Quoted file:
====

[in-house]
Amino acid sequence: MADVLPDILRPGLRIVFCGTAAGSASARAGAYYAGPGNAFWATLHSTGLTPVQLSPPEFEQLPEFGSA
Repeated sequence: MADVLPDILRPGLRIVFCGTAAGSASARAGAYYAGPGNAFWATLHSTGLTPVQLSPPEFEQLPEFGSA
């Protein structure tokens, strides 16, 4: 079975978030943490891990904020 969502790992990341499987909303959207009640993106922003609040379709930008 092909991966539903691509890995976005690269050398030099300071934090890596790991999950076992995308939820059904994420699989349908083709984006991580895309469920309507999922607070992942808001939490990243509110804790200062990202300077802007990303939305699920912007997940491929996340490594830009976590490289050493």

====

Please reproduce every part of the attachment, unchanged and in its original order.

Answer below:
[in-house]
Amino acid sequence: MADVLPDILRPGLRIVFCGTAAGSASARAGAYYAGPGNAFWATLHSTGLTPVQLSPPEFEQLPEFGSA
Repeated sequence: MADVLPDILRPGLRIVFCGTAAGSASARAGAYYAGPGNAFWATLHSTGLTPVQLSPPEFEQLPEFGSA
């Protein structure tokens, strides 16, 4: 079975978030943490891990904020 969502790992990341499987909303959207009640993106922003609040379709930008 092909991966539903691509890995976005690269050398030099300071934090890596790991999950076992995308939820059904994420699989349908083709984006991580895309469920309507999922607070992942808001939490990243509110804790200062990202300077802007990303939305699920912007997940491929996340490594830009976590490289050493």